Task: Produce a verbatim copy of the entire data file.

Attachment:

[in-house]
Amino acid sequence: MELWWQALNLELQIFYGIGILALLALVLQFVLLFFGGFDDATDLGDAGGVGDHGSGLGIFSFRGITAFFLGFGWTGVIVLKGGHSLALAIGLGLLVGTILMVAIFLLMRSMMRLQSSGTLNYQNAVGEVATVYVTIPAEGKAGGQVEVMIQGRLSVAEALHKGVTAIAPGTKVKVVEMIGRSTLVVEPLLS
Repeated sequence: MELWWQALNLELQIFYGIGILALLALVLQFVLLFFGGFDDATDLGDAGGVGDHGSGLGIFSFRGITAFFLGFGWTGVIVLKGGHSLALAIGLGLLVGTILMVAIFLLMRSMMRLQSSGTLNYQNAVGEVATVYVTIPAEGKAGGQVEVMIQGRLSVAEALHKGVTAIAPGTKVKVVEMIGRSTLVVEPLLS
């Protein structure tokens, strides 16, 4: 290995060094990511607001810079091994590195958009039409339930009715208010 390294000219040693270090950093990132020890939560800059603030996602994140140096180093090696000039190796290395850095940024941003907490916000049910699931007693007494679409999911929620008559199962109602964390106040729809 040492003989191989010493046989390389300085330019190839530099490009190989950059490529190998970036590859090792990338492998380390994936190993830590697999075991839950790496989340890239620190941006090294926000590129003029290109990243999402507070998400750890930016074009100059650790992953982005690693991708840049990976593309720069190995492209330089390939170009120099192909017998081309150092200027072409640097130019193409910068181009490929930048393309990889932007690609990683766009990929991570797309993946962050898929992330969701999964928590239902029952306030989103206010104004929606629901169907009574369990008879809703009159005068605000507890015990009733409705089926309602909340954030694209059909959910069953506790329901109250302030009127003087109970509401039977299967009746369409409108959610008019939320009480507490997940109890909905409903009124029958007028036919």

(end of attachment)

[in-house]
Amino acid sequence: MELWWQALNLELQIFYGIGILALLALVLQFVLLFFGGFDDATDLGDAGGVGDHGSGLGIFSFRGITAFFLGFGWTGVIVLKGGHSLALAIGLGLLVGTILMVAIFLLMRSMMRLQSSGTLNYQNAVGEVATVYVTIPAEGKAGGQVEVMIQGRLSVAEALHKGVTAIAPGTKVKVVEMIGRSTLVVEPLLS
Repeated sequence: MELWWQALNLELQIFYGIGILALLALVLQFVLLFFGGFDDATDLGDAGGVGDHGSGLGIFSFRGITAFFLGFGWTGVIVLKGGHSLALAIGLGLLVGTILMVAIFLLMRSMMRLQSSGTLNYQNAVGEVATVYVTIPAEGKAGGQVEVMIQGRLSVAEALHKGVTAIAPGTKVKVVEMIGRSTLVVEPLLS
């Protein structure tokens, strides 16, 4: 290995060094990511607001810079091994590195958009039409339930009715208010 390294000219040693270090950093990132020890939560800059603030996602994140140096180093090696000039190796290395850095940024941003907490916000049910699931007693007494679409999911929620008559199962109602964390106040729809 040492003989191989010493046989390389300085330019190839530099490009190989950059490529190998970036590859090792990338492998380390994936190993830590697999075991839950790496989340890239620190941006090294926000590129003029290109990243999402507070998400750890930016074009100059650790992953982005690693991708840049990976593309720069190995492209330089390939170009120099192909017998081309150092200027072409640097130019193409910068181009490929930048393309990889932007690609990683766009990929991570797309993946962050898929992330969701999964928590239902029952306030989103206010104004929606629901169907009574369990008879809703009159005068605000507890015990009733409705089926309602909340954030694209059909959910069953506790329901109250302030009127003087109970509401039977299967009746369409409108959610008019939320009480507490997940109890909905409903009124029958007028036919």